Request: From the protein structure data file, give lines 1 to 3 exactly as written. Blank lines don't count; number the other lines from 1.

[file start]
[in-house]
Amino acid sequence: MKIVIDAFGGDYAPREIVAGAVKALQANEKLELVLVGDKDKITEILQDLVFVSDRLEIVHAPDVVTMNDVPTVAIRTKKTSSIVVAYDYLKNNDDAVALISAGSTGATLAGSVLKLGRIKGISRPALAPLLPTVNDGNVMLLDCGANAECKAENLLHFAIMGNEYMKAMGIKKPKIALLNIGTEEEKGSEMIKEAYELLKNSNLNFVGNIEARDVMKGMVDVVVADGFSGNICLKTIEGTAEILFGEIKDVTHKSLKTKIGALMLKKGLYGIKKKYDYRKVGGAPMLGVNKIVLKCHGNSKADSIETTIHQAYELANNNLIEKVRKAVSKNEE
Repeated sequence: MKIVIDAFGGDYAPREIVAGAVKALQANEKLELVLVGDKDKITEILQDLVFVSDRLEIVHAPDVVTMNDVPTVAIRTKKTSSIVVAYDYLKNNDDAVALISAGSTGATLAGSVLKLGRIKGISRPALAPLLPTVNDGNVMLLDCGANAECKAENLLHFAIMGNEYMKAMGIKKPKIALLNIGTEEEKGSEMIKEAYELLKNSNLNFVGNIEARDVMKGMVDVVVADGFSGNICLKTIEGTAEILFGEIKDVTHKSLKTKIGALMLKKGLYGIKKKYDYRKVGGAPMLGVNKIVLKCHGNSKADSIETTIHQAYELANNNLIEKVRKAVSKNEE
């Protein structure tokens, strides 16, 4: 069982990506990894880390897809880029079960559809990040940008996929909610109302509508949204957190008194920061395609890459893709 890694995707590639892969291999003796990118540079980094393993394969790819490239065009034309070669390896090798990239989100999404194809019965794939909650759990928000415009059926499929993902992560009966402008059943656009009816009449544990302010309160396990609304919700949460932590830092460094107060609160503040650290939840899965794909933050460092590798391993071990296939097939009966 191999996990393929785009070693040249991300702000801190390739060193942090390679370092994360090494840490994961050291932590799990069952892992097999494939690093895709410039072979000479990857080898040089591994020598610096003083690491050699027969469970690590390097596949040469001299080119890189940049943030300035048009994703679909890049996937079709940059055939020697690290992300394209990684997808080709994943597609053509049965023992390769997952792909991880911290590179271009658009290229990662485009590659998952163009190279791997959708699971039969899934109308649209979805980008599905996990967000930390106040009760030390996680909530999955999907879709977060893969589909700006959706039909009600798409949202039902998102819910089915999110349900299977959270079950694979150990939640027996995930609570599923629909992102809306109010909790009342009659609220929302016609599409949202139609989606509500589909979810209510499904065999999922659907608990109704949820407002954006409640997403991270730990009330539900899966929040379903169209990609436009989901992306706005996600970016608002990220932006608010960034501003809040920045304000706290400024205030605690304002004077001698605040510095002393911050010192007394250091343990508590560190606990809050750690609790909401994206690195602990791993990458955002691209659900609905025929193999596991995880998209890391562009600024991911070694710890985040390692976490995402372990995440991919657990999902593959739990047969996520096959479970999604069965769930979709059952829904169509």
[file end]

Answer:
[in-house]
Amino acid sequence: MKIVIDAFGGDYAPREIVAGAVKALQANEKLELVLVGDKDKITEILQDLVFVSDRLEIVHAPDVVTMNDVPTVAIRTKKTSSIVVAYDYLKNNDDAVALISAGSTGATLAGSVLKLGRIKGISRPALAPLLPTVNDGNVMLLDCGANAECKAENLLHFAIMGNEYMKAMGIKKPKIALLNIGTEEEKGSEMIKEAYELLKNSNLNFVGNIEARDVMKGMVDVVVADGFSGNICLKTIEGTAEILFGEIKDVTHKSLKTKIGALMLKKGLYGIKKKYDYRKVGGAPMLGVNKIVLKCHGNSKADSIETTIHQAYELANNNLIEKVRKAVSKNEE
Repeated sequence: MKIVIDAFGGDYAPREIVAGAVKALQANEKLELVLVGDKDKITEILQDLVFVSDRLEIVHAPDVVTMNDVPTVAIRTKKTSSIVVAYDYLKNNDDAVALISAGSTGATLAGSVLKLGRIKGISRPALAPLLPTVNDGNVMLLDCGANAECKAENLLHFAIMGNEYMKAMGIKKPKIALLNIGTEEEKGSEMIKEAYELLKNSNLNFVGNIEARDVMKGMVDVVVADGFSGNICLKTIEGTAEILFGEIKDVTHKSLKTKIGALMLKKGLYGIKKKYDYRKVGGAPMLGVNKIVLKCHGNSKADSIETTIHQAYELANNNLIEKVRKAVSKNEE